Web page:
A meta-analysis of tumor control rates and treatment-related morbidity for patients with glomus jugulare tumors. J Neurosurg
Department of Neurological Surgery, University of California, San Francisco, California, USA. Journal of Neurosurgery
(Impact Factor: 3.74).
10/2010; 114(5):1299-305. DOI: 10.3171/2010.9.JNS10699
Because of the rarity of glomus jugulare tumors, a variety of treatment paradigms are currently used. There is no consensus regarding the optimal management to control tumor burden while minimizing treatment-related morbidity. In this study, the authors assessed data collected from 869 patients with glomus jugulare tumors from the published literature to identify treatment variables that impacted clinical outcomes and tumor control rates.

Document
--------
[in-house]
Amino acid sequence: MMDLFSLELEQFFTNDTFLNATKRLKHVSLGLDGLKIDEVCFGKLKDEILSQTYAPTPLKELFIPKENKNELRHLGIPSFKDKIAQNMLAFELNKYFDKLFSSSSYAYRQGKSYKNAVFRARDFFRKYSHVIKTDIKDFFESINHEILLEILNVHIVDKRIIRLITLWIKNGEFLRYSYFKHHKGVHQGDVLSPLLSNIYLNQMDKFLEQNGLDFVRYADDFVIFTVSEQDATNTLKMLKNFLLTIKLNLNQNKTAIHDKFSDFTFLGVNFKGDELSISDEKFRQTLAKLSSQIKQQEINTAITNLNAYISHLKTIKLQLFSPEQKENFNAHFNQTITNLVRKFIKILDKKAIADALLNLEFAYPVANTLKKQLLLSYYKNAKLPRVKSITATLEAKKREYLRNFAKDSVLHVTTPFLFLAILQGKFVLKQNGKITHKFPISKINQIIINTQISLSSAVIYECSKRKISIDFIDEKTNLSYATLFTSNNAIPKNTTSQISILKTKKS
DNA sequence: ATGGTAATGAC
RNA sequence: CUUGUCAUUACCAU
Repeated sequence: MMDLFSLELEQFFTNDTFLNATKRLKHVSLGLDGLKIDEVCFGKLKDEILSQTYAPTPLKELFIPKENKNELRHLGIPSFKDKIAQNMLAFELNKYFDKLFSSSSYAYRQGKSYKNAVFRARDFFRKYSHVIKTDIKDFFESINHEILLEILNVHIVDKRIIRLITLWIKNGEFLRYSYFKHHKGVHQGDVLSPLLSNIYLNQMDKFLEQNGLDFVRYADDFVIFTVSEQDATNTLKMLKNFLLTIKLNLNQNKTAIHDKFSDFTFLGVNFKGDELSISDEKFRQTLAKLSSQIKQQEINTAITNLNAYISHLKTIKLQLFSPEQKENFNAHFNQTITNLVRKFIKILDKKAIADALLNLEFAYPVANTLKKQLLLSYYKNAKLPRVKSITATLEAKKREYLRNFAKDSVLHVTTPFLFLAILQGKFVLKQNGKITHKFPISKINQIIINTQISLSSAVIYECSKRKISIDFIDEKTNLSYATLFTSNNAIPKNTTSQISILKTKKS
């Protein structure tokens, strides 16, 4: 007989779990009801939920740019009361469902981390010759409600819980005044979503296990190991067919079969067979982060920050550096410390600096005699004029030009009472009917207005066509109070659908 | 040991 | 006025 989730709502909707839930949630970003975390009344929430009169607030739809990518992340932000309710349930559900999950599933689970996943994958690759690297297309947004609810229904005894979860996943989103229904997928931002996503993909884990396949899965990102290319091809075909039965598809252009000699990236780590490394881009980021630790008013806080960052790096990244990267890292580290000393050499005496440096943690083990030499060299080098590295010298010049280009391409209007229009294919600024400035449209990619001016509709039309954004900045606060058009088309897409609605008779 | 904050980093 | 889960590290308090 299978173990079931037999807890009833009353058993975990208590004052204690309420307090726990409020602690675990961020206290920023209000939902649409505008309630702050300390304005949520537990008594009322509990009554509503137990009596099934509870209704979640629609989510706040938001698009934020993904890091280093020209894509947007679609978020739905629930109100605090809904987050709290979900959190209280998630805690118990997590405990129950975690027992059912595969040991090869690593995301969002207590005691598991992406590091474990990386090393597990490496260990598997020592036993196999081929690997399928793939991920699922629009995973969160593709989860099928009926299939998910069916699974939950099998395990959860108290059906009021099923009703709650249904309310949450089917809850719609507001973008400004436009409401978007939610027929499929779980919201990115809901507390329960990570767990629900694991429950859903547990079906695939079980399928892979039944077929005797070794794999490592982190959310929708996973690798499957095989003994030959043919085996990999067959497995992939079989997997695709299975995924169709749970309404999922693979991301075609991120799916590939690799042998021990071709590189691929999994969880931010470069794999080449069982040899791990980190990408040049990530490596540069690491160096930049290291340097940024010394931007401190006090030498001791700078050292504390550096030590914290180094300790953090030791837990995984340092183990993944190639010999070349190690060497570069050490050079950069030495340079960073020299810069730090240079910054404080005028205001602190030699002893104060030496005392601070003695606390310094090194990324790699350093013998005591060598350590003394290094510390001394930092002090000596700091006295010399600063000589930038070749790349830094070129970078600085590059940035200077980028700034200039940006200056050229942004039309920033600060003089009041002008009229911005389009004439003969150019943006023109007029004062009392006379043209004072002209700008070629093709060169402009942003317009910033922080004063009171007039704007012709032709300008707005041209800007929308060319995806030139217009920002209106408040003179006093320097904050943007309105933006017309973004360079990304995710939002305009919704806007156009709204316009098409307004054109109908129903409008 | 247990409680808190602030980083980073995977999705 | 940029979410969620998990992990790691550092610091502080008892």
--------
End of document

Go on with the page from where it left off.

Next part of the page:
A comprehensive search of the English-language literature identified 109 studies that collectively described outcomes for patients with glomus jugulare tumors. Univariate comparisons of demographic information between treatment cohorts were performed to detect differences in the sex distribution, age, and Fisch class of tumors among various treatment modalities. Meta-analyses were performed on calculated rates of recurrence and cranial neuropathy after subtotal resection (STR), gross-total resection (GTR), STR with adjuvant postoperative radiosurgery (STR+SRS), and stereotactic radiosurgery alone (SRS).